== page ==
Bangladesh, Myanmar talks on repatriation begin


Newly arrived Rohingya refugees wait at the top of the hill to put up their tents into the newly expanded Balukhali camp, Ukhiya in Coxsbazar, Bangladesh, 20 November 2017. Photo: Abir Abdullah/EPA-EFE

Bangladesh and Myanmar have begun negotiations to find a solution to the Rohingya refugee problem, with Foreign Minister A H Mahmood Ali saying he is hopeful of a positive outcome.

"We hope to finalise and sign a Memorandum of Understanding (MOU) that will enable us to start repatriation of all the Rohingyas from Bangladesh to their homeland Myanmar," Mahmood Ali told Mizzima ahead of the talks between senior officials of the two countries at Nay Pyi Taw.

Foreign Secretary M Shahidul Haque is leading the Bangladesh delegation, accompanied by Bangladesh Ambassador in Yangon M Sufiur Rahman and other top officials from the Foreign Ministry, Home Ministry and the Prime Minister’s Office.

After lunch, Foreign Minister AH Mahmood Ali and Myanmar’s Minister for State Counsellor’s Office Kyaw Tint Swe will hold the second round of meetings.

On Thursday, the Foreign Minister will hold the final meeting with State Counsellor Aung San Suu Kyi in Nay Pyi Taw.

The meeting is primarily focusing on the formation of a joint working group and related terms and conditions for the smooth operation of the repatriation process.

Bangladesh is likely to seek a time frame for finishing the repatriation of the Rohingyas, a senior official at Bangladesh’s Foreign Ministry told Mizzima.

“If things go well at the meeting, both sides will sign the MoU on Thursday,” said the official adding that the two sides will minimise differences.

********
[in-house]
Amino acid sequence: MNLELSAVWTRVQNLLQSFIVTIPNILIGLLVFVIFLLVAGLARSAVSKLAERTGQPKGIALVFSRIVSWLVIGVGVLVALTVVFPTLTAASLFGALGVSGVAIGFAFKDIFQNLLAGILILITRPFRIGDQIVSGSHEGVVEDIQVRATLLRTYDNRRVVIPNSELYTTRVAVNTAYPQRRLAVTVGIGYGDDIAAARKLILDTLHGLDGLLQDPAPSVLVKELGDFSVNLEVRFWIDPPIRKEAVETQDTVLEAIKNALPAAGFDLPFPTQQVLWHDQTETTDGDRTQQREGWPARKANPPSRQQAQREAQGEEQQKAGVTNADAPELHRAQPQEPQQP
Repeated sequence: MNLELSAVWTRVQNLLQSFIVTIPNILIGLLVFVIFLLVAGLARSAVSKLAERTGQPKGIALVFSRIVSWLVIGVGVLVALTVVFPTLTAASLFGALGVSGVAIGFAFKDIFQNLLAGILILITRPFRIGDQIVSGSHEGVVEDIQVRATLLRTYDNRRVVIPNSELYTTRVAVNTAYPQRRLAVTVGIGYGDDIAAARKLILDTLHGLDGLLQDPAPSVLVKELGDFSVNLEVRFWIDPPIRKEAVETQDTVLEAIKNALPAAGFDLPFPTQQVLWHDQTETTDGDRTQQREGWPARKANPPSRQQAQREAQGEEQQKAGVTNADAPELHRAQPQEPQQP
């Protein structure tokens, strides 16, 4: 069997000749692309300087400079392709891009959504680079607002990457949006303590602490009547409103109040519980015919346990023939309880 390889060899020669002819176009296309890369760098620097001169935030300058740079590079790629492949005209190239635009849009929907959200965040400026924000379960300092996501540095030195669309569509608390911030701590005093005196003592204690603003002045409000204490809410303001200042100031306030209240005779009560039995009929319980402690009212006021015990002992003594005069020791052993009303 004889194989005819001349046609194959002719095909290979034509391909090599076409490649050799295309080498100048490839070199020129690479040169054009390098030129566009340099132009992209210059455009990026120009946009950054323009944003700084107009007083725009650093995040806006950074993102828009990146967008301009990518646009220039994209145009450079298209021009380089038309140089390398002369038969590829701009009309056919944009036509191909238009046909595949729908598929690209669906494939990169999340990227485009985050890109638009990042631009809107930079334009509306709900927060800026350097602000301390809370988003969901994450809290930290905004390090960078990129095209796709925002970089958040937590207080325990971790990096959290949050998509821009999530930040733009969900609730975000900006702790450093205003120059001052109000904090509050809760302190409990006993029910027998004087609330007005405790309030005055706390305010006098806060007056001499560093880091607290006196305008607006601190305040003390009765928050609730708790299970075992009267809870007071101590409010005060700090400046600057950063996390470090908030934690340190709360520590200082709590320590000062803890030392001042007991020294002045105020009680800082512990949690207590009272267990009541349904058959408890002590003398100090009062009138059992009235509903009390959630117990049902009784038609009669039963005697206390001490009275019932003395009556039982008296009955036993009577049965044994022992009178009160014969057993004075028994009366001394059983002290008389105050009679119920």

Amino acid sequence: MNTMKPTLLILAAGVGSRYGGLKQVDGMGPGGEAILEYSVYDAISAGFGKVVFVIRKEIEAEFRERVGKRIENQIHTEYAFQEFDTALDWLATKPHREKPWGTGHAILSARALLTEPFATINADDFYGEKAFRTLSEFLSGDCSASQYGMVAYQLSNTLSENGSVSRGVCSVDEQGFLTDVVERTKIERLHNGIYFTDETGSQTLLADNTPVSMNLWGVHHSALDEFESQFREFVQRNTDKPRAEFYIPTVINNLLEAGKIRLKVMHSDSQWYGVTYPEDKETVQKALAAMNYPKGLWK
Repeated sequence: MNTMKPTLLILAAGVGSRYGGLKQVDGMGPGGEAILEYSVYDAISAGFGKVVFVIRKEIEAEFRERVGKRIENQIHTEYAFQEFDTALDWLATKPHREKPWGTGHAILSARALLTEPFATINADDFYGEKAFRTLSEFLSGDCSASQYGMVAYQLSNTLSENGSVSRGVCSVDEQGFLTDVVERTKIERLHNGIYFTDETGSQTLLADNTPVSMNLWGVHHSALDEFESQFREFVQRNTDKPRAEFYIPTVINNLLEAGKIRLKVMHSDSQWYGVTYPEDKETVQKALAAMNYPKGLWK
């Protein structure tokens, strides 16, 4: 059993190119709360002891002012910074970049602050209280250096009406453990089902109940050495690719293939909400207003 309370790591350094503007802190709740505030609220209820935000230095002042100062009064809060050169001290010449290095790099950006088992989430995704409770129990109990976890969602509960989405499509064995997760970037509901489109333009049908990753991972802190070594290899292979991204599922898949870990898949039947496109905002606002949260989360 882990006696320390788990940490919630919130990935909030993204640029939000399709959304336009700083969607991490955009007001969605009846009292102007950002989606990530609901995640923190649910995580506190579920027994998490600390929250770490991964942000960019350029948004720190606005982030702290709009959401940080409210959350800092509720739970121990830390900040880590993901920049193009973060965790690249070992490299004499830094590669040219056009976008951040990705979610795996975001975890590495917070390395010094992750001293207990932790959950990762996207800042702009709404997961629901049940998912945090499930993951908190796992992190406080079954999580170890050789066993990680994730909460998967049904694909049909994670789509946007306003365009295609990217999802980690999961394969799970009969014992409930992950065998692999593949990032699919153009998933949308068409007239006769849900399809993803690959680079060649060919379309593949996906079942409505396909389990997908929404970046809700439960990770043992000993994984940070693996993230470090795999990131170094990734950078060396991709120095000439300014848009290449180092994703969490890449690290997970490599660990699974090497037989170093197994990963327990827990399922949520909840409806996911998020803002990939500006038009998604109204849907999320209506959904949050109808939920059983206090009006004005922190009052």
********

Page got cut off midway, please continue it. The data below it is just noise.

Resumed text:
Bangladesh wants the involvement of the international community, including the UN in a verification process which is yet to be accepted by Myanmar side.

Myanmar’s State Counsellor  Aung San Suu Kyi on Tuesday said they planned to sign a MoU with Bangladesh this week which will enable them to start the repatriation of all the Rohingyas from Bangladesh to Myanmar.

“What we are trying to do is to sign a MoU that will enable us to start the repatriation of all those refugees who’ve gone over the border,” she told a crowded press conference at Myanmar International Convention Centre in Nay Pyi Taw.

Suu Kyi, however, said restoring peace and stability in the troubled Rakhine State will not be possible overnight. “Nothing can be done overnight. However, we believe we will be able to make steady progress.”

She said the Asian and European countries are keen to help Myanmar in its efforts to bring about peace and stability in Rakhine as quickly as possible.

Bangladesh has been negotiating with Myanmar bilaterally apart from international engagement on the safe and voluntary return of Rohingya Muslims who fled to Bangladesh in the past months.

Foreign Minister AH Mahmood Ali who led the Bangladesh delegation at the ASEM Foreign Ministers’ meeting overstayed to further discuss the repatriation process with Myanmar leaders on Wednesday and Thursday.

“Chances look good. Let’s see,” he said expressing optimism over striking a deal with Myanmar on the Rohingya repatriation process.

European Union High Representative Federica Mogherini has expressed her hope that Bangladesh and Myanmar will reach a decision to sign a MoU and an agreement on safe repatriation of Rohingyas from Bangladesh.

“There’s a real possibility of Myanmar and Bangladesh reaching a MoU and an agreement for the safe repatriation of refugees (Rohingyas),” she told journalists after a photo session with ASEM Foreign Ministers.

She said the EU is supporting this process and will stand ready to accompany this process in the coming week.

In the morning, the EU top diplomat had informal meetings restricted with some ministers on the situation in Rakhine State.

“That was extremely encouraging. We discussed the need to start implementing the Annan Commission Report,” she said. 

"I am very encouraged by willingness and readiness of the Myanmar State Counsellor Aung San Suu Kyi."

A US Congressional delegation led by Senator Jeff Merkley now in Myanmar also pitched for the safe and voluntary return of all Rohingya refugees and a credible investigation into the atrocities in Rakhine. 

"The world is watching so Myanmar lives up to its commitments," Jeff Merkley said.

More than 620,000 Rohingyas have crossed the border and taken shelter in Cox’s Bazar district since August 25.

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